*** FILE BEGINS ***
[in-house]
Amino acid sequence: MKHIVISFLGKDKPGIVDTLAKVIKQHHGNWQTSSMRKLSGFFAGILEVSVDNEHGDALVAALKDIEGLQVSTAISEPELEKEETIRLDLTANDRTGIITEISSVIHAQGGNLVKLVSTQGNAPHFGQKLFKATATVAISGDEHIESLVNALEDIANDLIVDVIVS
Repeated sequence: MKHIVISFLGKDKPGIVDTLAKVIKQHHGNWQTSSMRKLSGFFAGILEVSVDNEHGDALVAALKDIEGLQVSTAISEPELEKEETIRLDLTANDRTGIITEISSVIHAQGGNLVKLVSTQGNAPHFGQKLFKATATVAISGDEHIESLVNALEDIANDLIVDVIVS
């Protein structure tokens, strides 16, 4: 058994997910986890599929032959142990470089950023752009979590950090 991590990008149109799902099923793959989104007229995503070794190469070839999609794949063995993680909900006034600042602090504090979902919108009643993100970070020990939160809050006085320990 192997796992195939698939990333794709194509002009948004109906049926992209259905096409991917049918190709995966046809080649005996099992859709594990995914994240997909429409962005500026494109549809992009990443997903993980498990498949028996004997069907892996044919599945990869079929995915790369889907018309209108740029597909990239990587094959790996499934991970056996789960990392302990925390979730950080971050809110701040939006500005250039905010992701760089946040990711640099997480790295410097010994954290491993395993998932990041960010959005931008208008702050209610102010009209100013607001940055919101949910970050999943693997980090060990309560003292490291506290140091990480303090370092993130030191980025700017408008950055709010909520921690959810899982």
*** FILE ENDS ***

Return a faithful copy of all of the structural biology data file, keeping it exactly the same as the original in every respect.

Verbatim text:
[in-house]
Amino acid sequence: MKHIVISFLGKDKPGIVDTLAKVIKQHHGNWQTSSMRKLSGFFAGILEVSVDNEHGDALVAALKDIEGLQVSTAISEPELEKEETIRLDLTANDRTGIITEISSVIHAQGGNLVKLVSTQGNAPHFGQKLFKATATVAISGDEHIESLVNALEDIANDLIVDVIVS
Repeated sequence: MKHIVISFLGKDKPGIVDTLAKVIKQHHGNWQTSSMRKLSGFFAGILEVSVDNEHGDALVAALKDIEGLQVSTAISEPELEKEETIRLDLTANDRTGIITEISSVIHAQGGNLVKLVSTQGNAPHFGQKLFKATATVAISGDEHIESLVNALEDIANDLIVDVIVS
């Protein structure tokens, strides 16, 4: 058994997910986890599929032959142990470089950023752009979590950090 991590990008149109799902099923793959989104007229995503070794190469070839999609794949063995993680909900006034600042602090504090979902919108009643993100970070020990939160809050006085320990 192997796992195939698939990333794709194509002009948004109906049926992209259905096409991917049918190709995966046809080649005996099992859709594990995914994240997909429409962005500026494109549809992009990443997903993980498990498949028996004997069907892996044919599945990869079929995915790369889907018309209108740029597909990239990587094959790996499934991970056996789960990392302990925390979730950080971050809110701040939006500005250039905010992701760089946040990711640099997480790295410097010994954290491993395993998932990041960010959005931008208008702050209610102010009209100013607001940055919101949910970050999943693997980090060990309560003292490291506290140091990480303090370092993130030191980025700017408008950055709010909520921690959810899982």